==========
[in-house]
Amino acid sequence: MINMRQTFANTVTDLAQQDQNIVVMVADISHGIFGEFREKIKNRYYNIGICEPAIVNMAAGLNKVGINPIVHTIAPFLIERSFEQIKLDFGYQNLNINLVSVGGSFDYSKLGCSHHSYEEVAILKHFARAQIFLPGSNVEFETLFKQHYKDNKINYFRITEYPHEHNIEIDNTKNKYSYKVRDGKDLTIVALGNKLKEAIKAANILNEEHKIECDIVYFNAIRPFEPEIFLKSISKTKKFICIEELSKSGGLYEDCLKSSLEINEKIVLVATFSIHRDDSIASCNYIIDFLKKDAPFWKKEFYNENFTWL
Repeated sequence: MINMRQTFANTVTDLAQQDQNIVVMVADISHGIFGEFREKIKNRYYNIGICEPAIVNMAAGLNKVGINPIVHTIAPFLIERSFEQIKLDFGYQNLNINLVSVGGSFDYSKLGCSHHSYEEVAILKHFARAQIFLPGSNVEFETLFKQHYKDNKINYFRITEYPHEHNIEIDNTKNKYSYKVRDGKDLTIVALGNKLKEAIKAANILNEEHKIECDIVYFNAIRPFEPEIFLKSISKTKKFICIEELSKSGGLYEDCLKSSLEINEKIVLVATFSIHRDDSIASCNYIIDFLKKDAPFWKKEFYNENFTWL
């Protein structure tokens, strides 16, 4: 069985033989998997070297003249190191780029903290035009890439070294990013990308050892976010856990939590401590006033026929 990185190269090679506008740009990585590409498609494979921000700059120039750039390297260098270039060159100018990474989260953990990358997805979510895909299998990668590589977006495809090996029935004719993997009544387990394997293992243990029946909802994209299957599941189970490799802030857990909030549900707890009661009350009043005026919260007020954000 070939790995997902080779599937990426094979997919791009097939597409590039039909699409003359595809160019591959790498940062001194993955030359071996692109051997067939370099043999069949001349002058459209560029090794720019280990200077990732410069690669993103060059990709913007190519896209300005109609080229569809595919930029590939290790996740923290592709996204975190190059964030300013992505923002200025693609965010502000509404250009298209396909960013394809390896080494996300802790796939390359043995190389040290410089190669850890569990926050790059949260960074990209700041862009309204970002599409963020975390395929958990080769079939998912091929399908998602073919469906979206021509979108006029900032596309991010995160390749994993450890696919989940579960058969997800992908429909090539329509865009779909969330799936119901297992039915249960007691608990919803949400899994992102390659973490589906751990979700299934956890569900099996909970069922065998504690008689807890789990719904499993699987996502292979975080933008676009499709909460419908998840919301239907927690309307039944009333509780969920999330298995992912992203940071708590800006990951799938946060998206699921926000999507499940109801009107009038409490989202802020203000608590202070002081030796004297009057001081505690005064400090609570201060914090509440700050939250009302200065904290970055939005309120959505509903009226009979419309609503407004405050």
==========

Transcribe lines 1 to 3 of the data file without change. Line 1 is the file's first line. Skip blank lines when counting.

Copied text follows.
[in-house]
Amino acid sequence: MINMRQTFANTVTDLAQQDQNIVVMVADISHGIFGEFREKIKNRYYNIGICEPAIVNMAAGLNKVGINPIVHTIAPFLIERSFEQIKLDFGYQNLNINLVSVGGSFDYSKLGCSHHSYEEVAILKHFARAQIFLPGSNVEFETLFKQHYKDNKINYFRITEYPHEHNIEIDNTKNKYSYKVRDGKDLTIVALGNKLKEAIKAANILNEEHKIECDIVYFNAIRPFEPEIFLKSISKTKKFICIEELSKSGGLYEDCLKSSLEINEKIVLVATFSIHRDDSIASCNYIIDFLKKDAPFWKKEFYNENFTWL
Repeated sequence: MINMRQTFANTVTDLAQQDQNIVVMVADISHGIFGEFREKIKNRYYNIGICEPAIVNMAAGLNKVGINPIVHTIAPFLIERSFEQIKLDFGYQNLNINLVSVGGSFDYSKLGCSHHSYEEVAILKHFARAQIFLPGSNVEFETLFKQHYKDNKINYFRITEYPHEHNIEIDNTKNKYSYKVRDGKDLTIVALGNKLKEAIKAANILNEEHKIECDIVYFNAIRPFEPEIFLKSISKTKKFICIEELSKSGGLYEDCLKSSLEINEKIVLVATFSIHRDDSIASCNYIIDFLKKDAPFWKKEFYNENFTWL